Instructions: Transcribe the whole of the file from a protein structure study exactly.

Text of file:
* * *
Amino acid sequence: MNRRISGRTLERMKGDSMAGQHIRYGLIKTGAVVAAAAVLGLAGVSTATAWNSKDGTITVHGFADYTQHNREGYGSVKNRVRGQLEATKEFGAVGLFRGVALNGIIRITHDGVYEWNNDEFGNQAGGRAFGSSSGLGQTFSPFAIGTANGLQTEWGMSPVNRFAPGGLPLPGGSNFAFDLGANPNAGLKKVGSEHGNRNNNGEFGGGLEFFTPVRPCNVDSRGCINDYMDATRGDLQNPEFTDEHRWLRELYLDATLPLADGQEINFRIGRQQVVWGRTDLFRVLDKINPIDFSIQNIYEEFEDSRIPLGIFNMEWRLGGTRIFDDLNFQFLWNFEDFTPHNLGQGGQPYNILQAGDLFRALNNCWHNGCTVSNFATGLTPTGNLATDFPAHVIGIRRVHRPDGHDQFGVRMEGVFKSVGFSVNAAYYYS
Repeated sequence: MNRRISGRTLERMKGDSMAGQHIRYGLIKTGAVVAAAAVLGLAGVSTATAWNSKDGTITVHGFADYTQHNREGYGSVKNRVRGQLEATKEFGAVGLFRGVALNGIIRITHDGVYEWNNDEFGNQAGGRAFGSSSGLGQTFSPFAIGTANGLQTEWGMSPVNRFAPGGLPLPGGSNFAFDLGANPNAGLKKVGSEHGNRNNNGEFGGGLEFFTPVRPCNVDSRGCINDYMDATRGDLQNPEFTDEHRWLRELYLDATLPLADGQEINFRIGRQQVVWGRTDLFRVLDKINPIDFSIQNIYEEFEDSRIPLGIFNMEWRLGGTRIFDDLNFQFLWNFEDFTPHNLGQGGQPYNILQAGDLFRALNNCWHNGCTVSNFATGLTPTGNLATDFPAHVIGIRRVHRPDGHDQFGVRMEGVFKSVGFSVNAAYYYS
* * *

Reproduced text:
Amino acid sequence: MNRRISGRTLERMKGDSMAGQHIRYGLIKTGAVVAAAAVLGLAGVSTATAWNSKDGTITVHGFADYTQHNREGYGSVKNRVRGQLEATKEFGAVGLFRGVALNGIIRITHDGVYEWNNDEFGNQAGGRAFGSSSGLGQTFSPFAIGTANGLQTEWGMSPVNRFAPGGLPLPGGSNFAFDLGANPNAGLKKVGSEHGNRNNNGEFGGGLEFFTPVRPCNVDSRGCINDYMDATRGDLQNPEFTDEHRWLRELYLDATLPLADGQEINFRIGRQQVVWGRTDLFRVLDKINPIDFSIQNIYEEFEDSRIPLGIFNMEWRLGGTRIFDDLNFQFLWNFEDFTPHNLGQGGQPYNILQAGDLFRALNNCWHNGCTVSNFATGLTPTGNLATDFPAHVIGIRRVHRPDGHDQFGVRMEGVFKSVGFSVNAAYYYS
Repeated sequence: MNRRISGRTLERMKGDSMAGQHIRYGLIKTGAVVAAAAVLGLAGVSTATAWNSKDGTITVHGFADYTQHNREGYGSVKNRVRGQLEATKEFGAVGLFRGVALNGIIRITHDGVYEWNNDEFGNQAGGRAFGSSSGLGQTFSPFAIGTANGLQTEWGMSPVNRFAPGGLPLPGGSNFAFDLGANPNAGLKKVGSEHGNRNNNGEFGGGLEFFTPVRPCNVDSRGCINDYMDATRGDLQNPEFTDEHRWLRELYLDATLPLADGQEINFRIGRQQVVWGRTDLFRVLDKINPIDFSIQNIYEEFEDSRIPLGIFNMEWRLGGTRIFDDLNFQFLWNFEDFTPHNLGQGGQPYNILQAGDLFRALNNCWHNGCTVSNFATGLTPTGNLATDFPAHVIGIRRVHRPDGHDQFGVRMEGVFKSVGFSVNAAYYYS